Grain elevator fans are everywhere and I find myself corresponding with readers about them. Debra from shewhoseeks.blogspot.com sent this:
It took me awhile to locate this photo, but I finally found it among my Dad's memorabilia. I'm not sure when it was taken (it would have been sometime in the 20th century -- late 1960s perhaps?) and of course was photographed on film, without the possibility of today's high resolution. But for what it's worth, here it is.
There's one online link about the Hathaway elevator here:
This info, however, gives the erroneous impression that there was a "community" called Hathaway, when there was not. It was only ever just a railway siding. The homesteader Mary Hathaway referred to in the link was my great-grandmother. Bruce Hathaway, also mentioned, was one of her sons (my grandfather's brother).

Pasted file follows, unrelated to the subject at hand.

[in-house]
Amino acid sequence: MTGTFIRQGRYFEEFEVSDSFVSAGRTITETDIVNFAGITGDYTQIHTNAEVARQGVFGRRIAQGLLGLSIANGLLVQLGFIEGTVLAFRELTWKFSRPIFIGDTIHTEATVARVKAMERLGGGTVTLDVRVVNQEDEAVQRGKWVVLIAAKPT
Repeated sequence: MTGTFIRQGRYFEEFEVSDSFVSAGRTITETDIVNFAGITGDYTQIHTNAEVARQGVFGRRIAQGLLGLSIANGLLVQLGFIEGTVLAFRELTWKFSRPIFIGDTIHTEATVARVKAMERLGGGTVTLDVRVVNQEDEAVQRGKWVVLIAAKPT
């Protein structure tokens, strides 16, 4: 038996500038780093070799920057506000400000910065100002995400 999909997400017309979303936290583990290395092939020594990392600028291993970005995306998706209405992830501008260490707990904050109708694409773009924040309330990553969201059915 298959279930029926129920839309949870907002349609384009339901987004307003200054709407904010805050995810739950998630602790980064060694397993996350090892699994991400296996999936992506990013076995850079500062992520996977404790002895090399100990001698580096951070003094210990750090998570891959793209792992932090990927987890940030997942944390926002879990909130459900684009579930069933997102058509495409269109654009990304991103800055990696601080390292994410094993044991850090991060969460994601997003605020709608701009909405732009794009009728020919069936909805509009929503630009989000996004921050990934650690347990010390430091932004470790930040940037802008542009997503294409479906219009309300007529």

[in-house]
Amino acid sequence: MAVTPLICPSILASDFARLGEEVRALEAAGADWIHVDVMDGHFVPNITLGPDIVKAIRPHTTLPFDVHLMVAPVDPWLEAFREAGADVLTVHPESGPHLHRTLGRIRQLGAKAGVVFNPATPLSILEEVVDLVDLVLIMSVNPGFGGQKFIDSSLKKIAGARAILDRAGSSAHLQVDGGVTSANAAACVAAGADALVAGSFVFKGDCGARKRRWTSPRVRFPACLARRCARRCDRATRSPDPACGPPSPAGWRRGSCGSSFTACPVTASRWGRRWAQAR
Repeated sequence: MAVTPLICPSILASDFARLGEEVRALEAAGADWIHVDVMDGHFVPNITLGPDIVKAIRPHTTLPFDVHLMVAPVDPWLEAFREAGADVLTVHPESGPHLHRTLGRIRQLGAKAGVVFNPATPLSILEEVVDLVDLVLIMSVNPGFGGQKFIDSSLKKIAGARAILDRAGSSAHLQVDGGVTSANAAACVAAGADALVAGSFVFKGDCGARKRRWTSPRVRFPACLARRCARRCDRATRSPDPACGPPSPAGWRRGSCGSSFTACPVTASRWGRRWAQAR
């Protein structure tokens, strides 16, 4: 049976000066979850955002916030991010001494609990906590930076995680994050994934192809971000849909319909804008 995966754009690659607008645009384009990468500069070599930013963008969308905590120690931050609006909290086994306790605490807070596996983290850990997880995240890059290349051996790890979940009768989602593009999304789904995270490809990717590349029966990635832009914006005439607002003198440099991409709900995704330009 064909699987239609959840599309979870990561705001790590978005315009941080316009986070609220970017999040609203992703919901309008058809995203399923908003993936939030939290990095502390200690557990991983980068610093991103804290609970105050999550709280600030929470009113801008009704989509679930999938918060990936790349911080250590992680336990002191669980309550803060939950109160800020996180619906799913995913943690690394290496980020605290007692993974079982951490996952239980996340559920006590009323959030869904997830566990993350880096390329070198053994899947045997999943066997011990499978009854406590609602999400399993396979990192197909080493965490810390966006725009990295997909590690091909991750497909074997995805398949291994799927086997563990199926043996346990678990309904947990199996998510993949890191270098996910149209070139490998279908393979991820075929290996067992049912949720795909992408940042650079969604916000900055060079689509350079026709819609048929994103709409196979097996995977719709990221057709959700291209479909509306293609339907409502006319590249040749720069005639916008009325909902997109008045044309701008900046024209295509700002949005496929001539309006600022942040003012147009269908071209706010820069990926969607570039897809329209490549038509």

Along with the photo, I found this newspaper clipping: Cecile McMurray, "Hathaway buildings remembered" (The Brandon Sun, Sept. 4, 1998) p. 2 or 4 (unclear which). The most relevant, verbatim quotations from that article --
"Hathaway Siding was honoured on Aug. 29 when a cairn was dedicated to the Hathaway Curling Rink, Hathaway elevator and the Coxworth School.
These three buildings at one time could have been found on section N 29-4-22. By following the Regent-Dand-Croll road west from Highway 10, the elevator can be seen.
Earl Manz, one of the three secretaries for the Hathaway Co-operative Elevator Association, spoke about when the elevator was established in 1928 and of the purchase of the elevator from N. M. Paterson. The elevator became known as Hathaway Pool Elevator and in the recent years has been bought by Hammonds.
The rink and the elevator had been named after the Hathaway family but the school district No. 1785 was named after the Coxworth family in 1914. . . .
The curling rink was in existence from 1946 to 1976. . . ."